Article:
Diabetes afflicts animals as well as humans, so it’s not surprising that cats can also suffer from diabetic neuropathy. As in humans, diabetes in cats is caused either by inadequate production of insulin by the pancreas (Type 1 diabetes) or
by impaired response of cells to insulin (Type 2 diabetes). Although diabetes can strike cats of any age, it occurs most often
in older, fatter animals. Diabetic neuropathy in cats is characterized by symptoms such as progressive weakness in the hind
legs and walking on the hocks (the back part of the legs) rather than on the toes. Cats so afflicted become incapable of climbing stairs or trees and lose the ability to jump to higher surfaces. Often they
can’t take more than a few steps without the hind legs sliding out from under them. Cats with neuropathy also seem to tire
quickly and tend to rest more often after taking short walks.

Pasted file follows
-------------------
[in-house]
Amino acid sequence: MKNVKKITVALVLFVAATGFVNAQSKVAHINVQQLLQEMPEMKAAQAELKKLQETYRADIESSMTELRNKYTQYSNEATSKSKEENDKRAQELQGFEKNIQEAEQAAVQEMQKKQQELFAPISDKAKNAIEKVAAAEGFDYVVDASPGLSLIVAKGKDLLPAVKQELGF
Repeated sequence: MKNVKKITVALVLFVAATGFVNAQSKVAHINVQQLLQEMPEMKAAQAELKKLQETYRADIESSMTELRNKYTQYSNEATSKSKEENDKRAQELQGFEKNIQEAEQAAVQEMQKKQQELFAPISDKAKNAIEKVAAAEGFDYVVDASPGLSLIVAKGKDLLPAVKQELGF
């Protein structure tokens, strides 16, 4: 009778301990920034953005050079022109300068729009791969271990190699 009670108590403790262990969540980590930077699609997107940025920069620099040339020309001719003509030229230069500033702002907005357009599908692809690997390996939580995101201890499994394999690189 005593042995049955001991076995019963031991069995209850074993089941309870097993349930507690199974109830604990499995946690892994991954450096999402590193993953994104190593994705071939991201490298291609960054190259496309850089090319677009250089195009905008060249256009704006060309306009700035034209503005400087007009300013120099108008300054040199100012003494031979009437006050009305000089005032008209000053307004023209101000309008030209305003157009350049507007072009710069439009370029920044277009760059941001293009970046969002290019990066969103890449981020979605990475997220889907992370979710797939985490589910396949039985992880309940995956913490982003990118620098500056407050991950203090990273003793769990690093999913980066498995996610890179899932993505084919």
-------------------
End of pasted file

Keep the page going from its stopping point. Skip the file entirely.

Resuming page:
Many cat lovers are treating their diabetic pets with Zobaline. One 3 mg tablet of methylcobalamin administered once per day is reported to reverse most or all of the symptoms of feline
diabetic neuropathy within a few weeks. Although Zobaline is intended as a sublingual supplement for humans, cats aren’t likely to tolerate any attempts at sublingual
administration! Fortunately, Zobaline seems to work fine when given the same way as any other pill to these animals. Although
LifeLink is not in the veterinary business and cannot promote the use of Zobaline for veterinary purposes, we’re proud that
Zobaline has been singled out as a useful supplement for cats (and their humans).
For more information about methylcobalamin, see the accompanying article about the use of methylcobalamin in humans.